Use this URL to cite or link to this record in EThOS: https://ethos.bl.uk/OrderDetails.do?uin=uk.bl.ethos.364563
Title: Passive control of vortex shedding in the wakes of bluff bodies
Author: Owen, John Clifford
Awarding Body: University of London
Current Institution: Imperial College London
Date of Award: 2001
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Abstract:
The results of an experimental investigation into the control of vortex shedding in the wakes of bluff bodies are presented. The main aim of this investigation was to gain further insight into how the wake structure of nominally 2D bodies such as circular cylinders could be modified by the introduction of some spanwise geometric disturbances. Types of models studied were those with a fixed separation point, such as square sections and thin plates and also those with moving separation points such as circular cylinders. Experiments were conducted in both air and water over a large range of Reynolds numbers (101 - 3.4x 105) using four wind tunnels and two water tank facilities. Quantitative measurements have shown a significant drag reduction on modified bodies of up to 47% in comparison with the unmodified form. Results from particle image velocimetry (PIV) and flow visualisation have shown that even a small amount of three-dimensionality can produce large changes in the wake width and structure along the span. It is shown that a common feature of these perturbed bluff body shapes is that they set up significant spanwise velocity components that prevent the wake, from rolling up into the conventional 2D wake of von Karaman vortex shedding. This in turn leads to a steady near symmetrical wake with none of the adverse effects associated with vortex shedding. Applications of the results of this research to practical engineering structures are also discussed. A 3D cylindrical body is developed with elliptically shaped surface protrusions that shows an absence of vortex shedding in the wake regardless of flow direction, achieving a 25% drag reduction over a conventional 2D circular cylinder. Results are also presented which indicate that these bodies may be useful in the attenuation of vortex-induced vibrations as the amplitude of oscillations is significantly reduced when sufficient spanwise three-dimensionality is present.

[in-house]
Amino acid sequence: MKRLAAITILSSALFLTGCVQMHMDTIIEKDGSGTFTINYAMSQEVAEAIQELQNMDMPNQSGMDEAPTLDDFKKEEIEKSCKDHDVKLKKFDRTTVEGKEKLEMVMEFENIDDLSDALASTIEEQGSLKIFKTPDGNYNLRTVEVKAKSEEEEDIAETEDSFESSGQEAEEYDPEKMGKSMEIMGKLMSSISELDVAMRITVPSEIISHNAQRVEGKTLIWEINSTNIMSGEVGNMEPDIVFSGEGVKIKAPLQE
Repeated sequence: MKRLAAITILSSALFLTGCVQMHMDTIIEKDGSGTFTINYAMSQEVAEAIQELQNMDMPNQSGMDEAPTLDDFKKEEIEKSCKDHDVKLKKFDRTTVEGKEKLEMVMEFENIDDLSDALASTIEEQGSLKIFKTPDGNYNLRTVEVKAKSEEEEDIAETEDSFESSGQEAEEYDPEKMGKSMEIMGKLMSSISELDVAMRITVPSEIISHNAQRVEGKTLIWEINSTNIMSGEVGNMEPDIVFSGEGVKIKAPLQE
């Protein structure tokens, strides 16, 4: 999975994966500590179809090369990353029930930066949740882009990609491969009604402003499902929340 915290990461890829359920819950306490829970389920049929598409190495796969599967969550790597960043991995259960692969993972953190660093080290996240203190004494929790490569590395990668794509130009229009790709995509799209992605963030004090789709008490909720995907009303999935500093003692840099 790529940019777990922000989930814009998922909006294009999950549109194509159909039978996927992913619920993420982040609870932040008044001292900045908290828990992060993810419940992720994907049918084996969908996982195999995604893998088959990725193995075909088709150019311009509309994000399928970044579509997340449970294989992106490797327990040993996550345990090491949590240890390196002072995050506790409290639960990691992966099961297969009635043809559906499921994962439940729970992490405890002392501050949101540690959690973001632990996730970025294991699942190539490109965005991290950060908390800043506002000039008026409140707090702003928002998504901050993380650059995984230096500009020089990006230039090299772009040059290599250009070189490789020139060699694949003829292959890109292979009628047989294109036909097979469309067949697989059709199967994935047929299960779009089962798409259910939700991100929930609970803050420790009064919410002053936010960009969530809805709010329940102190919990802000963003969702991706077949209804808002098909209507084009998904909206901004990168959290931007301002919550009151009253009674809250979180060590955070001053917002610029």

Supervisor: Bearman, Peter ; Szewczyk, Albin ; Dalton, Charles Sponsor: Engineering and Physical Sciences Research Council
Qualification Name: Thesis (Ph.D.) Qualification Level: Doctoral
EThOS ID: uk.bl.ethos.364563  DOI: Not available
Keywords: Aerodynamics
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